SHIV GAGLANI: ...he and Dr. Michael Gustafson, President of UMass Memorial, both echoed the two orders of magnitude increase that most health systems have seen on the number of virtual visits. You've been involved in so many different parts of the healthcare system.  Apart from maybe stopping the loneliness epidemic, capitation models, telehealth, what are some of the other things that we should be thinking about moving forward?

DR. SACHIN JAIN: One of the things that's exciting to me as someone who grew up in the Harvard medical system and was very anti-pharma for some period of time --  and then went to work in pharma through a series of accidents, wonderful accidents, in many ways -- is this renewed excitement and confidence in the American biotech sector. I think for years people have had this, I think, naïve notion that we have all the drugs and solutions that we actually need, and pharma is just developing a lot of me-too products to gouge the American public. 

I think that was a broadly-held perspective, particularly among a generation of medical students that trained in the years before and in the years after me. I'm sure you experienced some version of that narrative when you were at Harvard Medical School. I think that we see now, number one, that we don't have the solutions that we need for all the problems that we face, Coronavirus being the latest example of that. And then we also see the incredible ingenuity of the bio scientific enterprise when applied to solve a big problem, a big hairy problem.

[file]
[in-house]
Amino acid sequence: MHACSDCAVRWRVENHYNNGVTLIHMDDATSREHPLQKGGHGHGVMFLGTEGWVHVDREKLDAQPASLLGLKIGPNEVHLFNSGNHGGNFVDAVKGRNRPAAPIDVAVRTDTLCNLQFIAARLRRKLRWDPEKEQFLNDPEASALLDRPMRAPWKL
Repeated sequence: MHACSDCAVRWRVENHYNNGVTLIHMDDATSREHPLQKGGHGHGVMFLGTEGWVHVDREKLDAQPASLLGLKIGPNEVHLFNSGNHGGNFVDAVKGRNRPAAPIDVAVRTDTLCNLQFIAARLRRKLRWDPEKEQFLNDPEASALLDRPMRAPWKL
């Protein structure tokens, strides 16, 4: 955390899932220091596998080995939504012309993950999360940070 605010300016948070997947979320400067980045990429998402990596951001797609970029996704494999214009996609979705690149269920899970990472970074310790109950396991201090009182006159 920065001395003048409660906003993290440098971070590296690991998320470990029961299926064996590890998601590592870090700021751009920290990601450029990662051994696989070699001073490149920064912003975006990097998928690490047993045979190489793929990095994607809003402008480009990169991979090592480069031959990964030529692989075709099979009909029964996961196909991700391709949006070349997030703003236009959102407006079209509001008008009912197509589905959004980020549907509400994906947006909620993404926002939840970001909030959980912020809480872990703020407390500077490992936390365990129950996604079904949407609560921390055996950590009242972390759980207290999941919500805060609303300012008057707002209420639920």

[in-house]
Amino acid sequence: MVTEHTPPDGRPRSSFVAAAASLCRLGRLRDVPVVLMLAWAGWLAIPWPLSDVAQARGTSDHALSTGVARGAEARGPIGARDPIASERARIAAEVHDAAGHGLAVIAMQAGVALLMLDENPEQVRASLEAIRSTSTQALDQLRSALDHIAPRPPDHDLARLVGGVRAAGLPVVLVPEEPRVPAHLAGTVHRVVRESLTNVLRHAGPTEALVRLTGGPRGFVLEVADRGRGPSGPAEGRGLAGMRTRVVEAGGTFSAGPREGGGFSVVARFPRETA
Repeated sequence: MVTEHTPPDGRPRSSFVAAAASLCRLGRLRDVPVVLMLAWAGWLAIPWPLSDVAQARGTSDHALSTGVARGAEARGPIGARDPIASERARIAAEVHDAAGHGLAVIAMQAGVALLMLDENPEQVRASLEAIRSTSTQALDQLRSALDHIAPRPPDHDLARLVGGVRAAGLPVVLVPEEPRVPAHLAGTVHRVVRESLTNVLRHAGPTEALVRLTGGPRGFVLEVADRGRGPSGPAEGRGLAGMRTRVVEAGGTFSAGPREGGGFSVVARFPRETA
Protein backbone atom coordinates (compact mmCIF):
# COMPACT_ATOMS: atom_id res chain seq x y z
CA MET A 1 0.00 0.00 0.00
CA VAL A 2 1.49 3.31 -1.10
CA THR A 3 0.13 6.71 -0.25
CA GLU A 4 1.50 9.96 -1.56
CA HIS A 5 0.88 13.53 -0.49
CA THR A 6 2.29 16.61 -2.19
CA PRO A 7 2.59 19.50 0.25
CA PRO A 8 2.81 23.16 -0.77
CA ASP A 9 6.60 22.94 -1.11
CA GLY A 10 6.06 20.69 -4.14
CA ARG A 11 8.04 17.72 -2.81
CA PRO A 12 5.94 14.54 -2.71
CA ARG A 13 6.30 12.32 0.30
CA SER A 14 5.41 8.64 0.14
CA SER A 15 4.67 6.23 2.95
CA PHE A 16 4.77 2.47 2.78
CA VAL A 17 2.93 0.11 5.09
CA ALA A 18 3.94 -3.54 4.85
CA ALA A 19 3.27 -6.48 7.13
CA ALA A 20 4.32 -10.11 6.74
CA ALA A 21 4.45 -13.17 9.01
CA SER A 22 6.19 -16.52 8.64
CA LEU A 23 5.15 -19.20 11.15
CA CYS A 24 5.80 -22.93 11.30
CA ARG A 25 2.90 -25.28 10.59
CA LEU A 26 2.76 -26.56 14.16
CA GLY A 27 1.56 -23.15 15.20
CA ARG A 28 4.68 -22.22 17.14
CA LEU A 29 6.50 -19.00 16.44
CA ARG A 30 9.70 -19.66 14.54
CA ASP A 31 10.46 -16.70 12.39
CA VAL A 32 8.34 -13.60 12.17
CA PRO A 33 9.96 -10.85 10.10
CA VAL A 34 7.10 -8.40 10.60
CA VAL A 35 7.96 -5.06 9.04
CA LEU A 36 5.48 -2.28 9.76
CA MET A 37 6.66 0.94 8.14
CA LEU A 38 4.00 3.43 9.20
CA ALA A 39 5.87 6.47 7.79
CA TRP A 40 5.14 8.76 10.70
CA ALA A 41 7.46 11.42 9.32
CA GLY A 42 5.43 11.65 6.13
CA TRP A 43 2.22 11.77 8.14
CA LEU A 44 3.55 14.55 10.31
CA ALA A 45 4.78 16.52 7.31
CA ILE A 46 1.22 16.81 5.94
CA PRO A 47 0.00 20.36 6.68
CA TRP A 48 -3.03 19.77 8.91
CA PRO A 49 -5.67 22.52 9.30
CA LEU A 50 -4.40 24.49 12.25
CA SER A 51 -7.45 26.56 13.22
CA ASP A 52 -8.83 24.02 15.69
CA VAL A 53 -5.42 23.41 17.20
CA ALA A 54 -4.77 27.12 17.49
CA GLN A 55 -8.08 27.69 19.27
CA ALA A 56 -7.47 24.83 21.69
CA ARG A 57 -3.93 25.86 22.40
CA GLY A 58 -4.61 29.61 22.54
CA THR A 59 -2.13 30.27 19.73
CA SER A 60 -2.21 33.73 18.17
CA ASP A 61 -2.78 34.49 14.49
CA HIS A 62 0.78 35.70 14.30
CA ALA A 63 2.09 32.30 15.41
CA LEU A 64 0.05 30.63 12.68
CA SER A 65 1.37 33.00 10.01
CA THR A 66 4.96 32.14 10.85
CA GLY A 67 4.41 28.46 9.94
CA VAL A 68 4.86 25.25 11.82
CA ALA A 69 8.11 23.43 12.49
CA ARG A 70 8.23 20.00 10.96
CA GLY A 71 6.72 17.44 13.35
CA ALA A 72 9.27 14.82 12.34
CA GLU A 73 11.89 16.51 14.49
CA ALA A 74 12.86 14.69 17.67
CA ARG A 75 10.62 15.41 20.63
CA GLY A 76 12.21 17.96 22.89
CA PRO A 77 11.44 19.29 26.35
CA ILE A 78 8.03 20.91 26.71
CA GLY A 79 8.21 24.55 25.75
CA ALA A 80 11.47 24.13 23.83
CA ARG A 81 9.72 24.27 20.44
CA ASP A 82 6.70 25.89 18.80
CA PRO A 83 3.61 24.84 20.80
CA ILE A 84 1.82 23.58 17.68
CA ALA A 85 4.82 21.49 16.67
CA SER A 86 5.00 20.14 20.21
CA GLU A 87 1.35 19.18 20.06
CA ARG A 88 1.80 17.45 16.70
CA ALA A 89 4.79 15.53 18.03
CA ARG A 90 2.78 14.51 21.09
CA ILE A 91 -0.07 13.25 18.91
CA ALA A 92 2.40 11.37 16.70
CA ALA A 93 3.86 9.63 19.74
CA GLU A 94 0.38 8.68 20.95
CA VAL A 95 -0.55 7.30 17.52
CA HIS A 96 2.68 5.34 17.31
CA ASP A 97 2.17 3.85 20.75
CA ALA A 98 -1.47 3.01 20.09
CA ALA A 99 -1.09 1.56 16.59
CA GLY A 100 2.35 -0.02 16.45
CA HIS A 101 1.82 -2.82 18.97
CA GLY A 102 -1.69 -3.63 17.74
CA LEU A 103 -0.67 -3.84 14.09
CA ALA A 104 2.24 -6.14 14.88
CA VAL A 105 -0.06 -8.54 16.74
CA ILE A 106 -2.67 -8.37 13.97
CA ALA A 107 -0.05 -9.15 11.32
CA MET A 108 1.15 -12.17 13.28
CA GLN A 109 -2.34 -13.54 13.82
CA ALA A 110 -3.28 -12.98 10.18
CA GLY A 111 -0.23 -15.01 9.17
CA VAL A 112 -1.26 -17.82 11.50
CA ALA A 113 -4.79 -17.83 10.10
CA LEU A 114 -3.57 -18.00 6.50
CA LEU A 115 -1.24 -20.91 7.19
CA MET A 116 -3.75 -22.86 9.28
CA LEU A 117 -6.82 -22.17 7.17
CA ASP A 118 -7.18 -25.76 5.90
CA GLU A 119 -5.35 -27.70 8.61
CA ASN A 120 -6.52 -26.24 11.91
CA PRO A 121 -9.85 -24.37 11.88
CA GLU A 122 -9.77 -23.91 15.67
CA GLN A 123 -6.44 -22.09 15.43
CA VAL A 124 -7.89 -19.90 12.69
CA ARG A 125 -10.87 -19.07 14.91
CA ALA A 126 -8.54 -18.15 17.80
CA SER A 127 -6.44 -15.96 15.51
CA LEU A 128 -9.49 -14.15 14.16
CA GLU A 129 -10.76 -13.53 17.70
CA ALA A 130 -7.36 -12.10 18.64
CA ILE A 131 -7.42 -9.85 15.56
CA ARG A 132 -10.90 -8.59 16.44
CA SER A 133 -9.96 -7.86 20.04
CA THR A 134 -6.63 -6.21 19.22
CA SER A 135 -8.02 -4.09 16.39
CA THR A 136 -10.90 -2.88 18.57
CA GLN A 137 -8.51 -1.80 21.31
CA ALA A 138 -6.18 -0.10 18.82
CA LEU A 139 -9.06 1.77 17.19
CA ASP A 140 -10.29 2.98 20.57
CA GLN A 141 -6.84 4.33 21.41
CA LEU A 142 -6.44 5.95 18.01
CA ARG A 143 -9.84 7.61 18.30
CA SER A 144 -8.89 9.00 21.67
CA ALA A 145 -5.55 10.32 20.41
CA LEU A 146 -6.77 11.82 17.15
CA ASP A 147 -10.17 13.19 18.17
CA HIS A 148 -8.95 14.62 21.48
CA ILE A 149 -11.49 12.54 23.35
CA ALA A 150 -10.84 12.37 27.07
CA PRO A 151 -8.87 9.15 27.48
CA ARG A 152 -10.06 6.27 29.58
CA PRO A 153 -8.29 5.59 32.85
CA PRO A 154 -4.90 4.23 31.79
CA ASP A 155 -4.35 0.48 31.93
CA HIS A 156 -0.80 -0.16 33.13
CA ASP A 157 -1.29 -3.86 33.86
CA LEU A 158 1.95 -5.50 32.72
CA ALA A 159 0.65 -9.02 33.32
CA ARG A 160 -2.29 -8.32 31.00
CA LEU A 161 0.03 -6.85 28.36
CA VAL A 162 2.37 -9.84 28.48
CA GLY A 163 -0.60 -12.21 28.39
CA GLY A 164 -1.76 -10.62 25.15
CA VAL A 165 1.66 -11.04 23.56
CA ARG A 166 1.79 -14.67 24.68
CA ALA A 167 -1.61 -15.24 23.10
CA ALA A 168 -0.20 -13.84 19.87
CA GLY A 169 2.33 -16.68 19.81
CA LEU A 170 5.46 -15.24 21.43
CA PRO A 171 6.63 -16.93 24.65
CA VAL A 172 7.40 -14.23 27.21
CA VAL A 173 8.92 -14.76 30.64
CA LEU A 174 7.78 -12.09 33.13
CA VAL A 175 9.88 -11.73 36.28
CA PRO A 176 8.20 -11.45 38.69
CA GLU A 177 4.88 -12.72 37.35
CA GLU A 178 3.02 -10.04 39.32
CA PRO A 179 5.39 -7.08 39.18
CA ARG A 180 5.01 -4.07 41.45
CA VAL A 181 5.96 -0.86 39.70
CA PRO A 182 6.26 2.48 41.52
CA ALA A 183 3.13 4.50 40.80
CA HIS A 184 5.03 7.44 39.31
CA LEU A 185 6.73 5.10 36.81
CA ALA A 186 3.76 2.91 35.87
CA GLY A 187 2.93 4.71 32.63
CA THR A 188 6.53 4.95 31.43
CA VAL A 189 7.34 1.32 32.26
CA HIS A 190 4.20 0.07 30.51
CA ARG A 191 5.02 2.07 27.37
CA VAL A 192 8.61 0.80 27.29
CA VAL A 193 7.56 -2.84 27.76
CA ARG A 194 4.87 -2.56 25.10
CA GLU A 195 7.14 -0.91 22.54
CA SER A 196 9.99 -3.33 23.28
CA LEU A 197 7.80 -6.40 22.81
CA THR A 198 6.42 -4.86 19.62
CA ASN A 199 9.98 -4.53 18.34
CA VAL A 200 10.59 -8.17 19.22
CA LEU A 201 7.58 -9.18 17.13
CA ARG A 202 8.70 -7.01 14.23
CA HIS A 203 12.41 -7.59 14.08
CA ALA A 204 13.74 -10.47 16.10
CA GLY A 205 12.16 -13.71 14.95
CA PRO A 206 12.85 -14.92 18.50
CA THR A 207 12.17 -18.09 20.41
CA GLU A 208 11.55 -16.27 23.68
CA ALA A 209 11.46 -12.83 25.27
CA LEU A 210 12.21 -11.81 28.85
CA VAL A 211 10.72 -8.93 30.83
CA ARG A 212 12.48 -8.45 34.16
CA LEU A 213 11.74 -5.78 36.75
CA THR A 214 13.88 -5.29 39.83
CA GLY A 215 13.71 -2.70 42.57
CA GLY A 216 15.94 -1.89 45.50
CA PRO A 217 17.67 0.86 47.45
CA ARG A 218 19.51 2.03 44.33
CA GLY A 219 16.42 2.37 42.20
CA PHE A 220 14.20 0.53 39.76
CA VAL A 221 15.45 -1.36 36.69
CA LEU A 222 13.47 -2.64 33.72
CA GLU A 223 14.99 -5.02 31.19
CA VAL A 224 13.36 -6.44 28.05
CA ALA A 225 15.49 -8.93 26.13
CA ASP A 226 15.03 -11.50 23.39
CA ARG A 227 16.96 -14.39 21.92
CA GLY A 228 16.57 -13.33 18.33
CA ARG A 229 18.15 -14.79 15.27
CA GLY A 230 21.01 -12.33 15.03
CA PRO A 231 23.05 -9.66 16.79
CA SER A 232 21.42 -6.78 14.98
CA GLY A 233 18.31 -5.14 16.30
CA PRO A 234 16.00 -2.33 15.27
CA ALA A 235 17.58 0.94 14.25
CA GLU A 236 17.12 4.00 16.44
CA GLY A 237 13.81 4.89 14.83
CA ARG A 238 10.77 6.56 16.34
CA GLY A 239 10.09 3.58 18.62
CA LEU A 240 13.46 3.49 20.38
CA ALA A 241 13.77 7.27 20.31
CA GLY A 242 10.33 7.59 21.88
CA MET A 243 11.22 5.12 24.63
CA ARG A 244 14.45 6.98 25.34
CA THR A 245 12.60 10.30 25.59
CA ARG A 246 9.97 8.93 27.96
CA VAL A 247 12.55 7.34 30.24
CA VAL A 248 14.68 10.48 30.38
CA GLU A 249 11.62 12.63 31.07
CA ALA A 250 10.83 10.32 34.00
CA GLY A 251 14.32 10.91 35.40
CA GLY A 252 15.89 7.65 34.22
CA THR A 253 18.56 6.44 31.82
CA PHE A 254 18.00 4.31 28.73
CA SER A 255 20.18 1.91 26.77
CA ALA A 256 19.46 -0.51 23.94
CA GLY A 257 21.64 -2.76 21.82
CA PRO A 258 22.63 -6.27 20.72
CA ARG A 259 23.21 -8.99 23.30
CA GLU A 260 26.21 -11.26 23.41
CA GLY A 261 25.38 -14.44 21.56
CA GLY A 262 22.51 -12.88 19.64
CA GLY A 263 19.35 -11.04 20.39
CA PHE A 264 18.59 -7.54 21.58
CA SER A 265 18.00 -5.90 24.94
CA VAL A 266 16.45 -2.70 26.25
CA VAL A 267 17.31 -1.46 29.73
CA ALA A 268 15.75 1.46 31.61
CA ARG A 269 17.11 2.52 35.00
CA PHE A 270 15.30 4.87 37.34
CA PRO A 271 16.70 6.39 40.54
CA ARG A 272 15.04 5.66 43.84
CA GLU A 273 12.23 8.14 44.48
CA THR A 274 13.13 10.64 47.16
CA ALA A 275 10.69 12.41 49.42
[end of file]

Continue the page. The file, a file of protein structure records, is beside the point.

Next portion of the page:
I think that's good for American society at large because I think the negativity around biopharma ended up bleeding into a lack of trust in medicine, a lack of trust in regulators, a belief that started to pervade the internet that medicines were created to create side effects to then create demand for more medicines -- all of this so-called fake news around medical care. What I'm hoping will come out of this as these treatments are developed, as these vaccines are developed, is renewed confidence in the FDA, renewed confidence in biopharma because we are all going to end up better for the American scientific enterprise. 

SHIV GAGLANI: That's a really astute observation, and I know there were some of the studies showing that biopharma as an industry was rated as negatively as tobacco companies, which always confused me because one is generally saving lives and the other is generally not.

DR. SACHIN JAIN: It's funny. When I was a first-year medical student in 2002, I'll always remember a woman who came and talked about her experience of living with cystic fibrosis. Those were some of the most powerful interactions we had as students. The remarkable thing is because of the work of Vertex Pharmaceuticals - full disclosure, I own a few shares, not too many, because I believe in the company -- but that disease is no longer a death sentence. It's now a chronic disease because of the tremendous efforts of people like Jeff Leiden and his predecessors leading that organization took to actually direct a lot of energy and effort to solve what was previously seen as an insoluble problem.